This is the first part of a ‘Who do you think you are…?’ type set of blogs intended to show my 3 boys just where their origins are from my side of the family. Is it important to know where you come from? I think yes. I’m not descended from Kings or Queens or even the middle class. I’m from the lower class, the working class and in only 2 generations I am living a totally different life to that of my grandparents. It’s important for me to share where I [they] come from with my children so they know that life as it is now is not how it’s always been…
In this day and age there are lots of parental fashions that we are all encouraged or discouraged to follow. There’s the baby led weaning, the dummy or not to dummy debate, there’s the carrying them around all the time idea and there’s the co-sleeping trend that’s become more prevalent of late. We co-slept with one of our three children (ironically he’s the one who keeps coming back to our bed!) to get sleep. We’d had a rough time after having son no 1 and were determined that we would fare better with son no 2. We did. He breast fed so easily and came in with us. I slept, he slept and all was very happy but I am aware that I had the luxury of choosing to have him in with us; he could easily have gone into another room for the night. We had that choice.
Not everyone gets that choice. Not everyone has a room of their own that they can go and get some bloomin’ good sleep or a place where the baby can learn to sleep by themselves. When I look in my family going back nearly 100 years, I can see the development of having a room of your own. My brothers shared, I never did being the only girl. My mother shared being one of 3 girls with 1 boy and my father never did as he was an only child and could have said to have had not only his room but also the room in the attic for his mates to come and knock about in. Sharing a room during my parents’ generation was entirely normal. No-one batted an eyelid and no worried about it. This was still true when I was little as my brothers shared and so did a lot of our friends. There was a family down the road who had a 3 bedroomed house and when the last baby arrived 5 (with another elder one living out) children and 2 adults sleeping in it. The 2 elder girls shared one room, the 2 younger the tiny box room and the baby was in with his parents and this was the way it would stay. We all felt their house was a chaotic but it kind of worked for them.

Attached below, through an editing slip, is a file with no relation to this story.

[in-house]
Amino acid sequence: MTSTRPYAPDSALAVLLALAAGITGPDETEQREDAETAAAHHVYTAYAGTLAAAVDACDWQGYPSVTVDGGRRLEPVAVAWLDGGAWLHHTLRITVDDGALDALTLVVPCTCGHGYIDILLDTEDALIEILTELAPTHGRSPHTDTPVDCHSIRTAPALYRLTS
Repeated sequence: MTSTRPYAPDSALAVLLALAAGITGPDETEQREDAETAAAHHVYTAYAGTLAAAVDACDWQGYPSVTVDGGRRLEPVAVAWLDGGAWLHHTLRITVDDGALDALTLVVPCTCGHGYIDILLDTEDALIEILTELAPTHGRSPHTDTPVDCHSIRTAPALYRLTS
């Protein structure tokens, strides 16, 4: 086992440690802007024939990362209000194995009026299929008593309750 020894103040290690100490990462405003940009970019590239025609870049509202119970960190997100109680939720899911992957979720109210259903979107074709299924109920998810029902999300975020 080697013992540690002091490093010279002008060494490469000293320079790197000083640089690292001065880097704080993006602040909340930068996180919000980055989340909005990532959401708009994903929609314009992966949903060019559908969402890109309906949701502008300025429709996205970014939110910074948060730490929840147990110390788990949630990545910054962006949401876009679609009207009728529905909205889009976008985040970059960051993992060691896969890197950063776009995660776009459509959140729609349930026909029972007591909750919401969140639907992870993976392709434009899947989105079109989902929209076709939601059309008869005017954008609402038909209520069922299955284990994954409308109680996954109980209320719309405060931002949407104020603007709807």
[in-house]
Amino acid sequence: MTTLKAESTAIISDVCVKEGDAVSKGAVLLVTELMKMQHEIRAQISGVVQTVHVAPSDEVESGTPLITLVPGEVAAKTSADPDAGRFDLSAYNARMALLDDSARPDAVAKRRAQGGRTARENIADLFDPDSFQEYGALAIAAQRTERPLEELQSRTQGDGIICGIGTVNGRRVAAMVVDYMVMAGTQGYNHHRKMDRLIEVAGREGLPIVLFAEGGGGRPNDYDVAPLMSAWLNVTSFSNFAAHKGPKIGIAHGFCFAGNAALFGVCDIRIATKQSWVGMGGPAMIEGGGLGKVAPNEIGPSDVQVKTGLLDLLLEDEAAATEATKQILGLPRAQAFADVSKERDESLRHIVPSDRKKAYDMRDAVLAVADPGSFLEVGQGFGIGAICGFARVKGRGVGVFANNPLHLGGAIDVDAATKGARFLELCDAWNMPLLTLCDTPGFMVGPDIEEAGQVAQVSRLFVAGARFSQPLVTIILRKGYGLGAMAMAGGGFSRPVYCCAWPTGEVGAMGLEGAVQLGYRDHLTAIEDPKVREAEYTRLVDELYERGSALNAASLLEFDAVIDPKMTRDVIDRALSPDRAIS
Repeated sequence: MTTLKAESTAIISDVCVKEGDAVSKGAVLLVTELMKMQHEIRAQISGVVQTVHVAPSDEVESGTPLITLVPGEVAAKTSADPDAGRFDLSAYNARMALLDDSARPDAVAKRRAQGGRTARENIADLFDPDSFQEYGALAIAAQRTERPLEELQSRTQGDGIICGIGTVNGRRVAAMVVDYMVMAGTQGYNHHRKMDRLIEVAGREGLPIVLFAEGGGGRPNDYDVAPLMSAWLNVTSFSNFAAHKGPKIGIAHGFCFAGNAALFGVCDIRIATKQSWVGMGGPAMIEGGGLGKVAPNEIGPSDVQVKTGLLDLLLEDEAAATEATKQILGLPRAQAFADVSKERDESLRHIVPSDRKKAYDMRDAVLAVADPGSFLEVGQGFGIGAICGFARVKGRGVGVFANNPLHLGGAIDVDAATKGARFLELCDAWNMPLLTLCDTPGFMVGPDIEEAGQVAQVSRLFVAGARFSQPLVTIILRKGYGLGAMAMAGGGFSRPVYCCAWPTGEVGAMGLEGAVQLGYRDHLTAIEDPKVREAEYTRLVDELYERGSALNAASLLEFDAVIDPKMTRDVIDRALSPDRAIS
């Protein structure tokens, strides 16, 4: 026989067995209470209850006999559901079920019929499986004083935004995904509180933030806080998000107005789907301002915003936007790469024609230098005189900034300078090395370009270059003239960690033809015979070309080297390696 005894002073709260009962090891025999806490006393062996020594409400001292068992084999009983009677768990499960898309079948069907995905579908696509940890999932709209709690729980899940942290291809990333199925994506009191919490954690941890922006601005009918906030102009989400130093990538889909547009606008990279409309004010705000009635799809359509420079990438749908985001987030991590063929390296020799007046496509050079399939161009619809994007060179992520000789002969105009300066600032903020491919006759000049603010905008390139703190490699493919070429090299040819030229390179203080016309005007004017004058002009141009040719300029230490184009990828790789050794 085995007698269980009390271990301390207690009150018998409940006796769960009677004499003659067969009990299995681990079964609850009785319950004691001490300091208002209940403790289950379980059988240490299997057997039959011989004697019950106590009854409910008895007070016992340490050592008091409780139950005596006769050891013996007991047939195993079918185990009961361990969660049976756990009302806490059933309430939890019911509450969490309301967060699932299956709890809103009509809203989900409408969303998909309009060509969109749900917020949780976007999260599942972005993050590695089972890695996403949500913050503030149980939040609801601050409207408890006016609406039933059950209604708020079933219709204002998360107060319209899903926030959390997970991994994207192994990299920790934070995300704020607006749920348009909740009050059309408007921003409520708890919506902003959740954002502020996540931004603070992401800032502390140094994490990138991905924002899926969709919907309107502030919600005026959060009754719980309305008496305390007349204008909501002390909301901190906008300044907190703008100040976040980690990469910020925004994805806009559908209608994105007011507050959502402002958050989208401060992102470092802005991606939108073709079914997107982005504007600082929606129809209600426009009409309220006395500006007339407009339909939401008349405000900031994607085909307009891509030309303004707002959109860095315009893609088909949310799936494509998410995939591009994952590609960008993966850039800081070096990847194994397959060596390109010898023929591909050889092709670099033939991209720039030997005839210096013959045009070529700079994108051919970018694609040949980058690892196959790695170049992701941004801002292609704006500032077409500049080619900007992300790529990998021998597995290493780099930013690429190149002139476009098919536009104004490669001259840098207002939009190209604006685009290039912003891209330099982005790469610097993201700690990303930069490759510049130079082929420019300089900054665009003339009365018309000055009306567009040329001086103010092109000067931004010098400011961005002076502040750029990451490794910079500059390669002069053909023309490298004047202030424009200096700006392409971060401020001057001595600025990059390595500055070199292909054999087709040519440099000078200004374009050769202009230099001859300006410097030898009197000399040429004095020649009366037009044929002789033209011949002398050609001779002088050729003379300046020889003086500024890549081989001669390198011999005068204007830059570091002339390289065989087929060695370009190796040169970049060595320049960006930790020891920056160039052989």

Still, if you back a further generation to my Grandmother’s early years she didn’t even have a bed to herself. She shared a big brass bed with her brother. They didn’t have proper bed linen and sometimes just had old coats piled on to keep them warm. My Nan told me that she didn’t particularly like sharing the bed and she remembers being cold a lot of the time as he would steal the ‘covers’. This was also very common at the time with sometimes many children sharing their bed.